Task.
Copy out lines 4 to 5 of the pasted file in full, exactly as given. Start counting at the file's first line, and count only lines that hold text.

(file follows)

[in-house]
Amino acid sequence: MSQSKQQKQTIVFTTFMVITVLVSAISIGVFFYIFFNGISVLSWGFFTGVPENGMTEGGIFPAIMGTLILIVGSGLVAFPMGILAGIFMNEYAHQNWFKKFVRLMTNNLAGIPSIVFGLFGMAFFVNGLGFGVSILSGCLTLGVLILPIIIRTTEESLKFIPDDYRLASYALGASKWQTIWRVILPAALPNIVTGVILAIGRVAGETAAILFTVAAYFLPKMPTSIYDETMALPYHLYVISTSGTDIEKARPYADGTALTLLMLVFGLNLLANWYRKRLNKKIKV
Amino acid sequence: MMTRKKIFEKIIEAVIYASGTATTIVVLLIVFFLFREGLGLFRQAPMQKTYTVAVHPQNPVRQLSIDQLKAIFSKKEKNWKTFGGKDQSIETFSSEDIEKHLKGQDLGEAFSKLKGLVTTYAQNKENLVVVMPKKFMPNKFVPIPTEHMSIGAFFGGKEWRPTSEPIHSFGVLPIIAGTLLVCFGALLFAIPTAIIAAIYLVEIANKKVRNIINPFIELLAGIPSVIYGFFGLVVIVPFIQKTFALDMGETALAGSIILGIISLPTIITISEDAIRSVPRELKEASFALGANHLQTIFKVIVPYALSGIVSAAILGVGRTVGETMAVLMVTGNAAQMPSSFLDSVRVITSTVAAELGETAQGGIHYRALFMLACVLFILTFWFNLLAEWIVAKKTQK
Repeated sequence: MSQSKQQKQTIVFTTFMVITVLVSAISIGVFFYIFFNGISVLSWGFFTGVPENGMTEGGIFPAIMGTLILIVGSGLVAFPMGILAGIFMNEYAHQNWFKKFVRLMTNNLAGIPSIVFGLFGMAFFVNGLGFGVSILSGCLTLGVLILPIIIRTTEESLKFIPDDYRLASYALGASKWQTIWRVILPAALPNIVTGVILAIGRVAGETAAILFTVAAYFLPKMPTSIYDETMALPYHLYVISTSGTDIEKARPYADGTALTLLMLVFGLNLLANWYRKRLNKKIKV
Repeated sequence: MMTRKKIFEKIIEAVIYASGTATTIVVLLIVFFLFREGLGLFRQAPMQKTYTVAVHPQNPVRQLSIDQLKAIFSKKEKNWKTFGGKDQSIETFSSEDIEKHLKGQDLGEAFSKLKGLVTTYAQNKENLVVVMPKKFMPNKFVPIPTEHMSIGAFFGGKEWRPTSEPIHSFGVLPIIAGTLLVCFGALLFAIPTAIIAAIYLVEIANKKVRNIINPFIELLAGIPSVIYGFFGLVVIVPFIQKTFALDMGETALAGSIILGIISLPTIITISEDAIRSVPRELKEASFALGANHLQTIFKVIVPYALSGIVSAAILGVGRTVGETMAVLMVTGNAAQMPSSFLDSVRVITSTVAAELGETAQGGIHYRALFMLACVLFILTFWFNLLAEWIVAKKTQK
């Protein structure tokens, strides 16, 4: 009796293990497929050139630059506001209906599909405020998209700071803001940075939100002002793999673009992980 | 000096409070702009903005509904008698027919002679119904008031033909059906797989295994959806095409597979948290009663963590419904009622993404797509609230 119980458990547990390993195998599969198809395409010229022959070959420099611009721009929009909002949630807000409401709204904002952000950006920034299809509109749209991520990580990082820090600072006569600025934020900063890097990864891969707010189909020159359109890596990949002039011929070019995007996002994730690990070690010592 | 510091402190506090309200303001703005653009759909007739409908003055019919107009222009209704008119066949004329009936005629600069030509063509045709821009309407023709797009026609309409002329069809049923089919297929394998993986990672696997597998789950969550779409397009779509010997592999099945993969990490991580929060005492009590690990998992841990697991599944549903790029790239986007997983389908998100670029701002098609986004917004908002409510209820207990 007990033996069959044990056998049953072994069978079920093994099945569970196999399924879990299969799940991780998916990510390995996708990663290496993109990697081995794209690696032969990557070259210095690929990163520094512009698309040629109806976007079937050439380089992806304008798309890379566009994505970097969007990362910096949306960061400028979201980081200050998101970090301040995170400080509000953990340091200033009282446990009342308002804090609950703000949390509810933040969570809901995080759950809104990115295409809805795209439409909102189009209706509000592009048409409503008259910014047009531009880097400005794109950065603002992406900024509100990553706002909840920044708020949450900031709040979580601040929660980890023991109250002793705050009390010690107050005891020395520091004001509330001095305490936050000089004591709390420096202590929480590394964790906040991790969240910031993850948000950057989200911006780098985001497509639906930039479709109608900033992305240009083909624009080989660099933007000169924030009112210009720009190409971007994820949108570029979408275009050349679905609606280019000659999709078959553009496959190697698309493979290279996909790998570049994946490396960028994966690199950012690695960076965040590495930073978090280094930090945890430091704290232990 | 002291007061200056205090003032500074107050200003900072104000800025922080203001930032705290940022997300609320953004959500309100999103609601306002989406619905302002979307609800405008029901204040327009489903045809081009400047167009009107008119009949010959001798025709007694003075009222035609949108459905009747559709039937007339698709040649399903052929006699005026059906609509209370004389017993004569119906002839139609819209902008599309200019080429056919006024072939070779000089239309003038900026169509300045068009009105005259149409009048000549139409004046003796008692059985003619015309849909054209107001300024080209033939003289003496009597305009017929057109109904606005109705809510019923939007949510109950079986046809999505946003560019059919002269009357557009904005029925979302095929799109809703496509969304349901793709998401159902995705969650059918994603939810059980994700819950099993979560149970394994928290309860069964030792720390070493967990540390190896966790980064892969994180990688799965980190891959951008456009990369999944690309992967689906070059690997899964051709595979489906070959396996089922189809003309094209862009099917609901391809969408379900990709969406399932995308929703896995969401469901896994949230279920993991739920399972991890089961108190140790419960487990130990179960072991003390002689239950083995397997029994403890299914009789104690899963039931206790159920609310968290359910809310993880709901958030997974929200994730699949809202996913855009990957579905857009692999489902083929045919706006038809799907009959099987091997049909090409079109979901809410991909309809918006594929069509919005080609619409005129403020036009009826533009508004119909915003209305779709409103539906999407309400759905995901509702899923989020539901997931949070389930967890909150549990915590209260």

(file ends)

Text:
Repeated sequence: MSQSKQQKQTIVFTTFMVITVLVSAISIGVFFYIFFNGISVLSWGFFTGVPENGMTEGGIFPAIMGTLILIVGSGLVAFPMGILAGIFMNEYAHQNWFKKFVRLMTNNLAGIPSIVFGLFGMAFFVNGLGFGVSILSGCLTLGVLILPIIIRTTEESLKFIPDDYRLASYALGASKWQTIWRVILPAALPNIVTGVILAIGRVAGETAAILFTVAAYFLPKMPTSIYDETMALPYHLYVISTSGTDIEKARPYADGTALTLLMLVFGLNLLANWYRKRLNKKIKV
Repeated sequence: MMTRKKIFEKIIEAVIYASGTATTIVVLLIVFFLFREGLGLFRQAPMQKTYTVAVHPQNPVRQLSIDQLKAIFSKKEKNWKTFGGKDQSIETFSSEDIEKHLKGQDLGEAFSKLKGLVTTYAQNKENLVVVMPKKFMPNKFVPIPTEHMSIGAFFGGKEWRPTSEPIHSFGVLPIIAGTLLVCFGALLFAIPTAIIAAIYLVEIANKKVRNIINPFIELLAGIPSVIYGFFGLVVIVPFIQKTFALDMGETALAGSIILGIISLPTIITISEDAIRSVPRELKEASFALGANHLQTIFKVIVPYALSGIVSAAILGVGRTVGETMAVLMVTGNAAQMPSSFLDSVRVITSTVAAELGETAQGGIHYRALFMLACVLFILTFWFNLLAEWIVAKKTQK